— David Rudge

Science and Christian Belief

The Evolution-Creation Struggle is not a manual providing resolutions to deeply held positions nor a pastoral guide for nurturing bruised evolutionists or seething creationists; rather it is a series of excavations of inadequate and confusing assumptions by a philosopher who professes no religious commitment but who has thought and read deeply about the issues involved. I recommend it as a valuable account of how we have got to where we are and as a possible signpost for going forward.
— R. J. (Sam) Berry

The Thomist

Should be required reading for anyone seeking better to understand one dimension of the culture wars that have preoccupied American society.
— Michael G. Loudin and Nicanor Austriaco, O.P.

Ronald L. Numbers
No philosopher of science has exerted a greater practical influence--or written more volumes--on the creation-evolution debates than the irrepressible Michael Ruse. This thoughtful, opinionated book gives the literate public a welcome chance to meet the master.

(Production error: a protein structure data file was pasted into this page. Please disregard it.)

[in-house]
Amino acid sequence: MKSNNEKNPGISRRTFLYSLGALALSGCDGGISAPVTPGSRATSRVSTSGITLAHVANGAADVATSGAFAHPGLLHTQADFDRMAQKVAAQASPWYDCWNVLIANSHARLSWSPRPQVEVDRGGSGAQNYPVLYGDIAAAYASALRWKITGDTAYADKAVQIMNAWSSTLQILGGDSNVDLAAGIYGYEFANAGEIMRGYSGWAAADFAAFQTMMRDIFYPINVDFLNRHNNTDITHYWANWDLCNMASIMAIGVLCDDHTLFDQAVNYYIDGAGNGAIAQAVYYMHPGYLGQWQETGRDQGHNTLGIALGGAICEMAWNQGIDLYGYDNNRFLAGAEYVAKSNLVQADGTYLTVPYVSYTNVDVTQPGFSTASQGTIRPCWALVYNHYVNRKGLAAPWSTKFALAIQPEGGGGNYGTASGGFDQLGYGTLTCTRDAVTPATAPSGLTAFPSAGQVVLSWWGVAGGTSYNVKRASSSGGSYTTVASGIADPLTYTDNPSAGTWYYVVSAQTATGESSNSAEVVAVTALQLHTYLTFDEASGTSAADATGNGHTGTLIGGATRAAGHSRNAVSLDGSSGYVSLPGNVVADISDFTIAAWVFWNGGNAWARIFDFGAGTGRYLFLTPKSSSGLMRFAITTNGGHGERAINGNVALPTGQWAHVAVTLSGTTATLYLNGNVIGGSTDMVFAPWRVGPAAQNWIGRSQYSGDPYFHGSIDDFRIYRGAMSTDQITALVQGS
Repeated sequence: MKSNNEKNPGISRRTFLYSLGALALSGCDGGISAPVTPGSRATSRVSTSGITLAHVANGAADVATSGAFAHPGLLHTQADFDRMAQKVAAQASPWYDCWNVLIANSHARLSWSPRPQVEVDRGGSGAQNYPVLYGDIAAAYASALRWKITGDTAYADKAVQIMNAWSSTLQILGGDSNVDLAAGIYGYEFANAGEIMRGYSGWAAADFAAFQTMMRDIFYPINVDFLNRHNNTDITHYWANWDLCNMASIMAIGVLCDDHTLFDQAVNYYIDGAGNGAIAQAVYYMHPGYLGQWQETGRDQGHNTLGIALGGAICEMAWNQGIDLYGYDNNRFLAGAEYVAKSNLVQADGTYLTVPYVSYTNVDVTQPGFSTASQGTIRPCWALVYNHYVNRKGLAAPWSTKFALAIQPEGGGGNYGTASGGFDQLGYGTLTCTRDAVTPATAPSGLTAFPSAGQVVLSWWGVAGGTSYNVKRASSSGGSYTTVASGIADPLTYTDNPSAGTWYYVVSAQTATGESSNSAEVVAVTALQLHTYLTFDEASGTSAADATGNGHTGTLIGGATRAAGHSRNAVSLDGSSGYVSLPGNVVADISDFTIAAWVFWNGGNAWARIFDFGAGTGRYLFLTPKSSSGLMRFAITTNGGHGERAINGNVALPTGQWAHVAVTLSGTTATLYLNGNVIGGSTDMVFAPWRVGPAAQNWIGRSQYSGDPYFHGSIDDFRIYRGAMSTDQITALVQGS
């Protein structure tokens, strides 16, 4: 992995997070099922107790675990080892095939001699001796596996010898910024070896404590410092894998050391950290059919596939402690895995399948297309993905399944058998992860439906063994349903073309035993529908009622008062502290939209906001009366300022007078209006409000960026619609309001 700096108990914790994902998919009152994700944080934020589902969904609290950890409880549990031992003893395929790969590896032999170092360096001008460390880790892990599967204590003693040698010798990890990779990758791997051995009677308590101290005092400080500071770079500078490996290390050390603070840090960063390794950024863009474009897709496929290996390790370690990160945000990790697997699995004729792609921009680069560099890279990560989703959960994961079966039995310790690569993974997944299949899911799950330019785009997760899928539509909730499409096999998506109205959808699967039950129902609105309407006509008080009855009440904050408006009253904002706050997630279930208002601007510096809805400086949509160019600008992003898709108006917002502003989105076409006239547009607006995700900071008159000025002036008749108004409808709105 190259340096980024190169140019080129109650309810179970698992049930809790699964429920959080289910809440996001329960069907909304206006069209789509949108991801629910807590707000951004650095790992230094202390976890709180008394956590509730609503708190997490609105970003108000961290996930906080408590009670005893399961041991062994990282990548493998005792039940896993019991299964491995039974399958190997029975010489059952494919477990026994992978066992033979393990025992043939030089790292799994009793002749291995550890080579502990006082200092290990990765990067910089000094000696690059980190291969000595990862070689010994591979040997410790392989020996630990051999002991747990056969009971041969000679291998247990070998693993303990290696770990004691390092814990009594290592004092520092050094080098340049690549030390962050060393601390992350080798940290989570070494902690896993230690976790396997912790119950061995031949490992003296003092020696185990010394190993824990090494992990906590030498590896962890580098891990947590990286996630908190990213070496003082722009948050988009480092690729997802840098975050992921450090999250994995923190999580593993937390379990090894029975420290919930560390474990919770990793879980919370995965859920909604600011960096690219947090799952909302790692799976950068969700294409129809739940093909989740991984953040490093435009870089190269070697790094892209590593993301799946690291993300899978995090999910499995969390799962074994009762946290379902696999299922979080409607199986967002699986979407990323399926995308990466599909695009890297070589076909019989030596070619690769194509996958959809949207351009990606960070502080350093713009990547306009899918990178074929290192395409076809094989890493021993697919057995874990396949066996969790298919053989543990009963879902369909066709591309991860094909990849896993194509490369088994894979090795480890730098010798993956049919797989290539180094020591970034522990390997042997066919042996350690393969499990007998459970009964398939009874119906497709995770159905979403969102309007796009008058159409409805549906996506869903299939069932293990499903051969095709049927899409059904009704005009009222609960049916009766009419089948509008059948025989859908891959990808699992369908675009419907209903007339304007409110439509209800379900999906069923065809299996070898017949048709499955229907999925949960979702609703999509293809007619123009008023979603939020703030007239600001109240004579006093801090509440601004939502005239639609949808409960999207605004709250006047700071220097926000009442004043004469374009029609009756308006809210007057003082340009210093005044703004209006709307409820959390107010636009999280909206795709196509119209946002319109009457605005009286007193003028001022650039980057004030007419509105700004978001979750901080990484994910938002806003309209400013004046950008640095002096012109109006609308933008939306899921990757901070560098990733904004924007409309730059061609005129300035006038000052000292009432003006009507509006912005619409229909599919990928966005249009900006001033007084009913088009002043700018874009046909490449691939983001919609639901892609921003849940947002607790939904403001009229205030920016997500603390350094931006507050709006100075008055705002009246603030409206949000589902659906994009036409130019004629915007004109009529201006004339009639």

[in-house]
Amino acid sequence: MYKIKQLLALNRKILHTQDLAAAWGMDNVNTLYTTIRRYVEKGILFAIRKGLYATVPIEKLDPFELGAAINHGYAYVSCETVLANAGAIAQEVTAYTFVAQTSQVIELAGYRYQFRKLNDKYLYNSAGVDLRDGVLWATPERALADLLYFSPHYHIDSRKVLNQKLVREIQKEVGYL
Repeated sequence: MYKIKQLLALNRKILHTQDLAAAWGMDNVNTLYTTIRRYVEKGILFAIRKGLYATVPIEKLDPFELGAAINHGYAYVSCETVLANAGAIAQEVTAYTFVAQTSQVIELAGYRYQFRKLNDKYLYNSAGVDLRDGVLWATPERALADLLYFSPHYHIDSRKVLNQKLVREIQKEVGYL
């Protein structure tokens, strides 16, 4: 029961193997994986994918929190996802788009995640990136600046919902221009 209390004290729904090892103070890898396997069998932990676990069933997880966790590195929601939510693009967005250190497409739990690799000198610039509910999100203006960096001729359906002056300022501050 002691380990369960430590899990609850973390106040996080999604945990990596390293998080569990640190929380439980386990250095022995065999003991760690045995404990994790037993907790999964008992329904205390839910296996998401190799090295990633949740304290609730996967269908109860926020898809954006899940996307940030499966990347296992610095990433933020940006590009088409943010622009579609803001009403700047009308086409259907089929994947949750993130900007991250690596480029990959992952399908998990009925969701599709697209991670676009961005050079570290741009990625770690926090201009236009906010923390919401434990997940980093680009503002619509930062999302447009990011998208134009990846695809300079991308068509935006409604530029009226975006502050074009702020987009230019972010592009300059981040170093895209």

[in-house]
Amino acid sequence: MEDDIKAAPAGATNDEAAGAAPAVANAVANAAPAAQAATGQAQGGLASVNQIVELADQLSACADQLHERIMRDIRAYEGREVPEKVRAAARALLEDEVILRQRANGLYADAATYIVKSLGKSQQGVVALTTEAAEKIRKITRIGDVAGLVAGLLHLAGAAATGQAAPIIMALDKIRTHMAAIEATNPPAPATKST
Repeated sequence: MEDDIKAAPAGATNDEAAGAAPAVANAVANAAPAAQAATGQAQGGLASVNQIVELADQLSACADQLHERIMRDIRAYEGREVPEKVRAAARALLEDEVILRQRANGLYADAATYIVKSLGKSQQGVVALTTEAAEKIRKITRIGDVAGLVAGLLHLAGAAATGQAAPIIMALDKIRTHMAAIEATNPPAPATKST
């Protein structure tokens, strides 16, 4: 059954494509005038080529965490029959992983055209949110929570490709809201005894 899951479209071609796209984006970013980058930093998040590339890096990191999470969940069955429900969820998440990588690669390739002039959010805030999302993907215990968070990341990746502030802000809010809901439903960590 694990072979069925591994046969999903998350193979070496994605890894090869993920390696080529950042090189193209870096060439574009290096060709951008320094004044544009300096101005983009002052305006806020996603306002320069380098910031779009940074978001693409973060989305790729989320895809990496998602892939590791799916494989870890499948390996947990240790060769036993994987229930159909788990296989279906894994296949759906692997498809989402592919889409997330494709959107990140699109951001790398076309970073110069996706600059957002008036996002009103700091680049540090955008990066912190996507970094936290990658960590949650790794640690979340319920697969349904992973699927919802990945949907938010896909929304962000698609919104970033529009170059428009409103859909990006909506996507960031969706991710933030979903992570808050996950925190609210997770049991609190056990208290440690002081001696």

Globe and Mail - Alan Batten
The argument between evolutionists and creationists, Michael Ruse says, is not a debate between science and religion, but one between rival religions the origins of which go back to the Enlightenment. 'Evolutionism' and 'creationism' denote complexes of ideas that surround the concepts of evolution and creation themselves. Ruse has bravely written a book that could offend all parties, and fundamentalists of all stripes. But for those willing to examine their own convictions, The Evolution-Creation Struggle offers a new perspective on an important contemporary debate.
New Scientist - Karen Armstrong
[An] accessible, skilfully written book.
Dallas Morning News - Jerome Weeks
A rich, thoughtful overview.
Catholic News Service - Wayne A. Holst